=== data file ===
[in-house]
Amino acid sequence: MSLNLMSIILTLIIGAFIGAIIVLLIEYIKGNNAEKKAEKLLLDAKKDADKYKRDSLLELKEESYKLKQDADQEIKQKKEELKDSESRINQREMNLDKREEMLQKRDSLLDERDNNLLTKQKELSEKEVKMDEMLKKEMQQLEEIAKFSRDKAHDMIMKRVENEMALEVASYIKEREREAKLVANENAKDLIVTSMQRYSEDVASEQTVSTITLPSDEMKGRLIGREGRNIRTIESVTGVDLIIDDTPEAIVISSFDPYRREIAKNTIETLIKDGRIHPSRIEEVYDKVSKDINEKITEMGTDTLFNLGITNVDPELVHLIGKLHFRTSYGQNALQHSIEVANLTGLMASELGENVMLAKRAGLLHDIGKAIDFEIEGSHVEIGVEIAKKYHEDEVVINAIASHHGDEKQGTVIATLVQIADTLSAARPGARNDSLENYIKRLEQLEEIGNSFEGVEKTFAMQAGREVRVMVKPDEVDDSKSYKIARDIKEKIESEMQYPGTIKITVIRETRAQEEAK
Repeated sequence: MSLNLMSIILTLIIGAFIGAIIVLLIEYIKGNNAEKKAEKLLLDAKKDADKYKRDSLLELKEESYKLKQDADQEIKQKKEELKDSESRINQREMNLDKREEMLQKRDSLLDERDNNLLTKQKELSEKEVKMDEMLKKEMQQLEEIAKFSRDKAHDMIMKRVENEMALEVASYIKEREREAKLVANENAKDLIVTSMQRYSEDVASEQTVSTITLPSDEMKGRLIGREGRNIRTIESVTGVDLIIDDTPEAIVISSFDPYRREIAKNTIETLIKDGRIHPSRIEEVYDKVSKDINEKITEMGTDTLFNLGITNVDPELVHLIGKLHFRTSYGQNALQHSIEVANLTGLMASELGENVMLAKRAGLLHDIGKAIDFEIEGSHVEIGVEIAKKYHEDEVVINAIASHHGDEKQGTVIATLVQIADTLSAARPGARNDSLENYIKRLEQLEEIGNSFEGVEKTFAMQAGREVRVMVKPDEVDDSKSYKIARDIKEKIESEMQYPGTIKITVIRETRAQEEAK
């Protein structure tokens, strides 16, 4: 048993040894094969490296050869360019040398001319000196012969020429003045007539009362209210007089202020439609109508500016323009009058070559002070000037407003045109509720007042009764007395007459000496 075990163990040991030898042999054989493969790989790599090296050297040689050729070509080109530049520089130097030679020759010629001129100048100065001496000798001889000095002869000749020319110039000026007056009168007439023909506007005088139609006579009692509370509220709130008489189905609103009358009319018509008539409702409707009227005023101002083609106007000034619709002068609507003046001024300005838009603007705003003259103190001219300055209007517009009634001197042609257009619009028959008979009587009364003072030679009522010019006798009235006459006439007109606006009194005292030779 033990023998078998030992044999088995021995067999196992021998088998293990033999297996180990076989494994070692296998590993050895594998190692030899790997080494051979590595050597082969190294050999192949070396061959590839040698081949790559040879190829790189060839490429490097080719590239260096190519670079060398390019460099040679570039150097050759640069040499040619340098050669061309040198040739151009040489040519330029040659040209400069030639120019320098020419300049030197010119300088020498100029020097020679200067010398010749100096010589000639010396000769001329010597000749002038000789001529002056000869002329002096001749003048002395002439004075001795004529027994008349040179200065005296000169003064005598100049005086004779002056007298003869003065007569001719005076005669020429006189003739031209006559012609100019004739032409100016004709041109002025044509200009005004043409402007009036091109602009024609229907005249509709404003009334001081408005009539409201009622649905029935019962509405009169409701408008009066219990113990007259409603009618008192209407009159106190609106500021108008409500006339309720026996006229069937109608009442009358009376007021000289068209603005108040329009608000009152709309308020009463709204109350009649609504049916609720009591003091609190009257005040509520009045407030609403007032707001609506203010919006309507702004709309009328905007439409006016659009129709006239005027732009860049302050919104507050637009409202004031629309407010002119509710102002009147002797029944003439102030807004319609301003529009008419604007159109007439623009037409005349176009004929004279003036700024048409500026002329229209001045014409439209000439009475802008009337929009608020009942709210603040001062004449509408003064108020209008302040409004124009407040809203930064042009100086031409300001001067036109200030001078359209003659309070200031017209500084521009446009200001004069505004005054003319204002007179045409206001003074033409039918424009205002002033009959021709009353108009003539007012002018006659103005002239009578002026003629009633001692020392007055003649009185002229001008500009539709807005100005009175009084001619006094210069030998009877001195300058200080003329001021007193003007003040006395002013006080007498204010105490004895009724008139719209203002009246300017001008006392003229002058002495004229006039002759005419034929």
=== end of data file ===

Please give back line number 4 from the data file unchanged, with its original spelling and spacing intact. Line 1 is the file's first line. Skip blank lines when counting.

């Protein structure tokens, strides 16, 4: 048993040894094969490296050869360019040398001319000196012969020429003045007539009362209210007089202020439609109508500016323009009058070559002070000037407003045109509720007042009764007395007459000496 075990163990040991030898042999054989493969790989790599090296050297040689050729070509080109530049520089130097030679020759010629001129100048100065001496000798001889000095002869000749020319110039000026007056009168007439023909506007005088139609006579009692509370509220709130008489189905609103009358009319018509008539409702409707009227005023101002083609106007000034619709002068609507003046001024300005838009603007705003003259103190001219300055209007517009009634001197042609257009619009028959008979009587009364003072030679009522010019006798009235006459006439007109606006009194005292030779 033990023998078998030992044999088995021995067999196992021998088998293990033999297996180990076989494994070692296998590993050895594998190692030899790997080494051979590595050597082969190294050999192949070396061959590839040698081949790559040879190829790189060839490429490097080719590239260096190519670079060398390019460099040679570039150097050759640069040499040619340098050669061309040198040739151009040489040519330029040659040209400069030639120019320098020419300049030197010119300088020498100029020097020679200067010398010749100096010589000639010396000769001329010597000749002038000789001529002056000869002329002096001749003048002395002439004075001795004529027994008349040179200065005296000169003064005598100049005086004779002056007298003869003065007569001719005076005669020429006189003739031209006559012609100019004739032409100016004709041109002025044509200009005004043409402007009036091109602009024609229907005249509709404003009334001081408005009539409201009622649905029935019962509405009169409701408008009066219990113990007259409603009618008192209407009159106190609106500021108008409500006339309720026996006229069937109608009442009358009376007021000289068209603005108040329009608000009152709309308020009463709204109350009649609504049916609720009591003091609190009257005040509520009045407030609403007032707001609506203010919006309507702004709309009328905007439409006016659009129709006239005027732009860049302050919104507050637009409202004031629309407010002119509710102002009147002797029944003439102030807004319609301003529009008419604007159109007439623009037409005349176009004929004279003036700024048409500026002329229209001045014409439209000439009475802008009337929009608020009942709210603040001062004449509408003064108020209008302040409004124009407040809203930064042009100086031409300001001067036109200030001078359209003659309070200031017209500084521009446009200001004069505004005054003319204002007179045409206001003074033409039918424009205002002033009959021709009353108009003539007012002018006659103005002239009578002026003629009633001692020392007055003649009185002229001008500009539709807005100005009175009084001619006094210069030998009877001195300058200080003329001021007193003007003040006395002013006080007498204010105490004895009724008139719209203002009246300017001008006392003229002058002495004229006039002759005419034929």